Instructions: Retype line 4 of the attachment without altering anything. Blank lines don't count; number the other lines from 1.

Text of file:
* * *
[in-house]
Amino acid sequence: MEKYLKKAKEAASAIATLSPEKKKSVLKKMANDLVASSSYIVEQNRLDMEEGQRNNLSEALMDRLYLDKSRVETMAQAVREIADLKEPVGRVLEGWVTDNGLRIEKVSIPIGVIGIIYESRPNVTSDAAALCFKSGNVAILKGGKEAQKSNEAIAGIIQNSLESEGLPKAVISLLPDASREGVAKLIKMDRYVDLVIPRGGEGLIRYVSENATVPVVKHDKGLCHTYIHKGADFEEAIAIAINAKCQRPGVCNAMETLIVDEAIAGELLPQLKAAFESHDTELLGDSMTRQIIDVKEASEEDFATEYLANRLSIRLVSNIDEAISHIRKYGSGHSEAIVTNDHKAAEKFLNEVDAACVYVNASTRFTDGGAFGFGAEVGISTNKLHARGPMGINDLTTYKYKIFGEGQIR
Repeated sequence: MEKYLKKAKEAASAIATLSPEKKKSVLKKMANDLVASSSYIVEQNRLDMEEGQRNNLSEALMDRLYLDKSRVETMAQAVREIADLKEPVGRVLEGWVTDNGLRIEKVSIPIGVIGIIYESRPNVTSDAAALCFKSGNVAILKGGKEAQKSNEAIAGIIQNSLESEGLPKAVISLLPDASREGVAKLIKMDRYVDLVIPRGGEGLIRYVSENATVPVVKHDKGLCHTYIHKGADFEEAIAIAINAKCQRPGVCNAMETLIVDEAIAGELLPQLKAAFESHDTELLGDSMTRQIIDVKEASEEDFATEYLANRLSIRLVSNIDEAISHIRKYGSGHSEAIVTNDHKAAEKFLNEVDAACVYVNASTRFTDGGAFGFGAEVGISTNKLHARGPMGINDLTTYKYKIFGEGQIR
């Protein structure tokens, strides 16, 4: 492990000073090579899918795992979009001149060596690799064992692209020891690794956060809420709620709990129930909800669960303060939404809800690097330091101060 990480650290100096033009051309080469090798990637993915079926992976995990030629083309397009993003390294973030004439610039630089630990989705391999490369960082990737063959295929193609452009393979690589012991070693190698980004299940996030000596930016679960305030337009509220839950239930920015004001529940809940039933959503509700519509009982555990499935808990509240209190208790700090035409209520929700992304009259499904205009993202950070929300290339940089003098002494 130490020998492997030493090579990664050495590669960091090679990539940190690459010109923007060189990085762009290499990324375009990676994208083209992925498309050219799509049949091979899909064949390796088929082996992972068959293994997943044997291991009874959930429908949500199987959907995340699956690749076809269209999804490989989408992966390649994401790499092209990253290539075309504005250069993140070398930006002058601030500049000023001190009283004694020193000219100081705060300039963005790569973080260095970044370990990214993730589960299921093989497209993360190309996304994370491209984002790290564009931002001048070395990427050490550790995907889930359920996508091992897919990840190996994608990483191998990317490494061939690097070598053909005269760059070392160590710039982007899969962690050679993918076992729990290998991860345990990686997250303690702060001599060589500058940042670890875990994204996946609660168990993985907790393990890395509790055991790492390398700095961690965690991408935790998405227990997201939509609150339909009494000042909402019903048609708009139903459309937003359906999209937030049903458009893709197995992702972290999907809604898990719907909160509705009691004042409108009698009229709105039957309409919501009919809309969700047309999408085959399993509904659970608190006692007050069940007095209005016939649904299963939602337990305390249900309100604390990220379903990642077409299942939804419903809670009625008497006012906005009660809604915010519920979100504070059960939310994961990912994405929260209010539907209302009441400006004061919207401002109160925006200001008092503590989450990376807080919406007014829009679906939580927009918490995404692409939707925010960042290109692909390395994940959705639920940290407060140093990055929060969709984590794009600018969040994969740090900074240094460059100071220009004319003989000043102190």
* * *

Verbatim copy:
């Protein structure tokens, strides 16, 4: 492990000073090579899918795992979009001149060596690799064992692209020891690794956060809420709620709990129930909800669960303060939404809800690097330091101060 990480650290100096033009051309080469090798990637993915079926992976995990030629083309397009993003390294973030004439610039630089630990989705391999490369960082990737063959295929193609452009393979690589012991070693190698980004299940996030000596930016679960305030337009509220839950239930920015004001529940809940039933959503509700519509009982555990499935808990509240209190208790700090035409209520929700992304009259499904205009993202950070929300290339940089003098002494 130490020998492997030493090579990664050495590669960091090679990539940190690459010109923007060189990085762009290499990324375009990676994208083209992925498309050219799509049949091979899909064949390796088929082996992972068959293994997943044997291991009874959930429908949500199987959907995340699956690749076809269209999804490989989408992966390649994401790499092209990253290539075309504005250069993140070398930006002058601030500049000023001190009283004694020193000219100081705060300039963005790569973080260095970044370990990214993730589960299921093989497209993360190309996304994370491209984002790290564009931002001048070395990427050490550790995907889930359920996508091992897919990840190996994608990483191998990317490494061939690097070598053909005269760059070392160590710039982007899969962690050679993918076992729990290998991860345990990686997250303690702060001599060589500058940042670890875990994204996946609660168990993985907790393990890395509790055991790492390398700095961690965690991408935790998405227990997201939509609150339909009494000042909402019903048609708009139903459309937003359906999209937030049903458009893709197995992702972290999907809604898990719907909160509705009691004042409108009698009229709105039957309409919501009919809309969700047309999408085959399993509904659970608190006692007050069940007095209005016939649904299963939602337990305390249900309100604390990220379903990642077409299942939804419903809670009625008497006012906005009660809604915010519920979100504070059960939310994961990912994405929260209010539907209302009441400006004061919207401002109160925006200001008092503590989450990376807080919406007014829009679906939580927009918490995404692409939707925010960042290109692909390395994940959705639920940290407060140093990055929060969709984590794009600018969040994969740090900074240094460059100071220009004319003989000043102190």